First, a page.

Guest article by Tony Riches
While researching about Henry Tudor becoming King Henry VII, I came across an account by the blind chronicler Bernard Andre, a French Augustinian Friar who describes the first meeting between Henry and Lady Catherine Gordon. Henry is cast in the role of hero, rescuing poor Catherine from a scheming pretender to the throne of England. The problem is that Bernard Andre was commissioned by Henry to write an account of his time as king.
So who was Lady Catherine? Born in Scotland in 1474, Catherine’s father was George Gordon, Earl of Huntly, and her mother Princess Annabella, daughter of King James I of Scotland. In July 1495, a man arrived in Scotland from Ireland, claiming to be the Richard, Duke of York, the second son of King Edward IV of England (who was thought to have been murdered in the Tower of London.) King James might not have believed him but saw an opportunity to undermine the English King Henry—and married the pretender to his cousin, Lady Catherine.
After several poorly planned attempts to ‘claim his rightful kingdom’ the pretender, known as Perkin Warbeck, sought sanctuary in Beaulieu Abbey in Hampshire before surrendering to Henry’s men. Lady Catherine ended up stranded on St Michael’s Mount in Cornwall and Henry sent for her when he arrived in Taunton to hear the pretender’s full confession.
This is where the mystery begins. Any other king would have had had Warbeck executed for treason. Instead Henry kept him under house arrest – in his own lodgings and Lady Catherine was made a lady-in-waiting to the queen. It is recorded that Henry ‘treated Catherine like a sister’ and allowed Warbeck to see her – but banned them from sleeping together.
In 1499, Warbeck was locked up in the Tower of London for attempting to escape from his house arrest – then hanged at Tyburn for conspiring to escape from the Tower. Catherine, a widow at twenty-five, might have been devastated at the death of her husband but became close to Queen Elizabeth. She even travelled with Henry as one of Elizabeth’s ladies to Guines Castle near Calais for a meeting with Archduke Philip of Castile.
Henry kept detailed accounts which show he bought her horses and fine new gowns. For example, in November 1501 this included cloth-of-gold furred with ermine, a purple velvet gown and a black hood in the French style. In April 1502, Henry paid for black and crimson velvet for a gown and black kersey for Catherine’s stockings. In November 1502 he paid for black satin trimmed with mink for Lady Catherine. There are records of him losing money to her at cards, although oddly there don’t seem to be any suggestions she was his mistress.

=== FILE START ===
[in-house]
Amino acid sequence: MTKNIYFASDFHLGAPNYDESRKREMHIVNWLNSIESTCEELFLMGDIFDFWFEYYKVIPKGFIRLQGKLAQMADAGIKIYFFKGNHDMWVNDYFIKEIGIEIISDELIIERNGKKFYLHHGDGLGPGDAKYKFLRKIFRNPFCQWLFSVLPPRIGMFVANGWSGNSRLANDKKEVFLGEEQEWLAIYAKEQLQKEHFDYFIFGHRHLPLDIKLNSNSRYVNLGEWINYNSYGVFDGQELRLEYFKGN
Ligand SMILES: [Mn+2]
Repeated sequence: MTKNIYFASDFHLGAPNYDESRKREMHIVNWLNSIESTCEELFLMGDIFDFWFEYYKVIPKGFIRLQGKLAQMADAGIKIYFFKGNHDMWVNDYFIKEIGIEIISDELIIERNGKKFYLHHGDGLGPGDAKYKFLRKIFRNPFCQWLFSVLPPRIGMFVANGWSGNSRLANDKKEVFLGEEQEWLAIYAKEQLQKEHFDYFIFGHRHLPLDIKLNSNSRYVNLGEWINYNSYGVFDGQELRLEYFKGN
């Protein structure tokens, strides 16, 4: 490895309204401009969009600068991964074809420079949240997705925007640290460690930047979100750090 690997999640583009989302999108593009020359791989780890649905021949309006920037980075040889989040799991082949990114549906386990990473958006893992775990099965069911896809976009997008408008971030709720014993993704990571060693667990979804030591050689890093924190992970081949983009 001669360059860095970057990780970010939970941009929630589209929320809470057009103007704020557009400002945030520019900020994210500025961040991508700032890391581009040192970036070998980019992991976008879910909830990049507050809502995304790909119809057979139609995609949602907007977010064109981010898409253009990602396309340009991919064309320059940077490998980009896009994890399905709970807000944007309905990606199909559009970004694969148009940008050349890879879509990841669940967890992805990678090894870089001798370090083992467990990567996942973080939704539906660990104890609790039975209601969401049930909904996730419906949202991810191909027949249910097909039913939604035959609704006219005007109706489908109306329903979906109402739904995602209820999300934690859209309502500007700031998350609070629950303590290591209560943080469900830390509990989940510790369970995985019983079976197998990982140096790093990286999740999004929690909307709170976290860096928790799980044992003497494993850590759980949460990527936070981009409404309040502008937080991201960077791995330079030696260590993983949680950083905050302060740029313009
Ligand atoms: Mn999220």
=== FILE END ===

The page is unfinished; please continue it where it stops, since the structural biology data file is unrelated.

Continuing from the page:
When Queen Elizabeth died in 1503, Catherine was a chief mourner at her funeral. She might have been expected to return to Scotland or remarry but surprisingly chose to stay with Henry for the rest of his life. After Henry’s death, Lady Catherine became one of Katherine of Aragon’s ladies-in-waiting and eventually married James Strangeways, a gentleman of the King’s Chamber.
The known facts about Henry’s relationship with Lady Catherine Gordon raise more questions than answers. Even the blind friar Bernard Andre says she was beautiful and clever. In a surviving letter from Perkin Warbeck to Catherine he wrote:
All look at your face so bright and serene that it gives splendour to the cloudy sky; all look at your eyes so brilliant as stars which make all pain to be forgotten, and turn despair into delight; all look at your neck which outshines pearls; all look at your fine forehead. Your purple light of youth, your fair hair; in one word at the splendid perfection of your person—and looking at they cannot choose but admire you; admiring they cannot choose love but you; loving they cannot choose but obey you.
So did Henry fall for her? Or did he think of Catherine as the sister he never had? Catherine seems unimpressed by Perkin Warbeck (despite his compliments), so did she see her chance for an easy life at Henry’s court? Did Henry plan to use her in his negotiations with the Scots, then grew to like her? Did Catherine take advantage of the aging king, old enough to be her father? Did Elizabeth of York not think it odd that her husband spent so generously on one of her ladies? Did they discuss Perkin Warbeck, Catherine’s husband who claimed to be Elizabeth’s brother?
I believe all these are possibilities and decided to explored the complex relationship between Henry and Catherine in my book, HENRY – Book Three of the Tudor Trilogy.
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